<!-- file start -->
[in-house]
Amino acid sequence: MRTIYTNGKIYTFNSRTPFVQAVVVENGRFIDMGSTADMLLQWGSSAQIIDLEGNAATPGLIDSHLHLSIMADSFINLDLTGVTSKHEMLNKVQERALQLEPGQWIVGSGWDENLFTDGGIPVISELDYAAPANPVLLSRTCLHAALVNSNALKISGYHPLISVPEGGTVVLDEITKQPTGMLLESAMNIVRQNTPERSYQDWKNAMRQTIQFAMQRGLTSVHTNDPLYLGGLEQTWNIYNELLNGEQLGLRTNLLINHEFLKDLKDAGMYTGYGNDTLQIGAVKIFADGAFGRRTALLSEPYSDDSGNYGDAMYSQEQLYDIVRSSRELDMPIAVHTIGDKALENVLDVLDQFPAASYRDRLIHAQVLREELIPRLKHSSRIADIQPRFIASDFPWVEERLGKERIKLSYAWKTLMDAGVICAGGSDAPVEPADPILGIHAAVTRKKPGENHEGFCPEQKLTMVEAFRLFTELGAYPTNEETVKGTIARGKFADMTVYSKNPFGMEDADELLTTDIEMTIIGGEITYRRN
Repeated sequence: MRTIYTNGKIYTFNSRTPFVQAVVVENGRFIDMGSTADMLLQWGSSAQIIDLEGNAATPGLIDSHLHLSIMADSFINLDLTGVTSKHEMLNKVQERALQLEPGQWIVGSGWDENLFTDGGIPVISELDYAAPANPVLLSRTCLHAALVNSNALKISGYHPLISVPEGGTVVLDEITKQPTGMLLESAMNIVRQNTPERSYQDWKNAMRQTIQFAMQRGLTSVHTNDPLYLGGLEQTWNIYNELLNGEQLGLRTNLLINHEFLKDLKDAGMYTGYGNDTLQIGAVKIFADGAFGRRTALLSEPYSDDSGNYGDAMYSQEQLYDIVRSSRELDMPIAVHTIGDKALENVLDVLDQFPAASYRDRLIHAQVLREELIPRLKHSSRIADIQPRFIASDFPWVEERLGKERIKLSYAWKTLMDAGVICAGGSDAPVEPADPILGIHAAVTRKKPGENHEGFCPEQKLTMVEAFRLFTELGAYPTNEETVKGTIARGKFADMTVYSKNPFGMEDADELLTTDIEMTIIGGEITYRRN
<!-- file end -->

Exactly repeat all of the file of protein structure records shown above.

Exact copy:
[in-house]
Amino acid sequence: MRTIYTNGKIYTFNSRTPFVQAVVVENGRFIDMGSTADMLLQWGSSAQIIDLEGNAATPGLIDSHLHLSIMADSFINLDLTGVTSKHEMLNKVQERALQLEPGQWIVGSGWDENLFTDGGIPVISELDYAAPANPVLLSRTCLHAALVNSNALKISGYHPLISVPEGGTVVLDEITKQPTGMLLESAMNIVRQNTPERSYQDWKNAMRQTIQFAMQRGLTSVHTNDPLYLGGLEQTWNIYNELLNGEQLGLRTNLLINHEFLKDLKDAGMYTGYGNDTLQIGAVKIFADGAFGRRTALLSEPYSDDSGNYGDAMYSQEQLYDIVRSSRELDMPIAVHTIGDKALENVLDVLDQFPAASYRDRLIHAQVLREELIPRLKHSSRIADIQPRFIASDFPWVEERLGKERIKLSYAWKTLMDAGVICAGGSDAPVEPADPILGIHAAVTRKKPGENHEGFCPEQKLTMVEAFRLFTELGAYPTNEETVKGTIARGKFADMTVYSKNPFGMEDADELLTTDIEMTIIGGEITYRRN
Repeated sequence: MRTIYTNGKIYTFNSRTPFVQAVVVENGRFIDMGSTADMLLQWGSSAQIIDLEGNAATPGLIDSHLHLSIMADSFINLDLTGVTSKHEMLNKVQERALQLEPGQWIVGSGWDENLFTDGGIPVISELDYAAPANPVLLSRTCLHAALVNSNALKISGYHPLISVPEGGTVVLDEITKQPTGMLLESAMNIVRQNTPERSYQDWKNAMRQTIQFAMQRGLTSVHTNDPLYLGGLEQTWNIYNELLNGEQLGLRTNLLINHEFLKDLKDAGMYTGYGNDTLQIGAVKIFADGAFGRRTALLSEPYSDDSGNYGDAMYSQEQLYDIVRSSRELDMPIAVHTIGDKALENVLDVLDQFPAASYRDRLIHAQVLREELIPRLKHSSRIADIQPRFIASDFPWVEERLGKERIKLSYAWKTLMDAGVICAGGSDAPVEPADPILGIHAAVTRKKPGENHEGFCPEQKLTMVEAFRLFTELGAYPTNEETVKGTIARGKFADMTVYSKNPFGMEDADELLTTDIEMTIIGGEITYRRN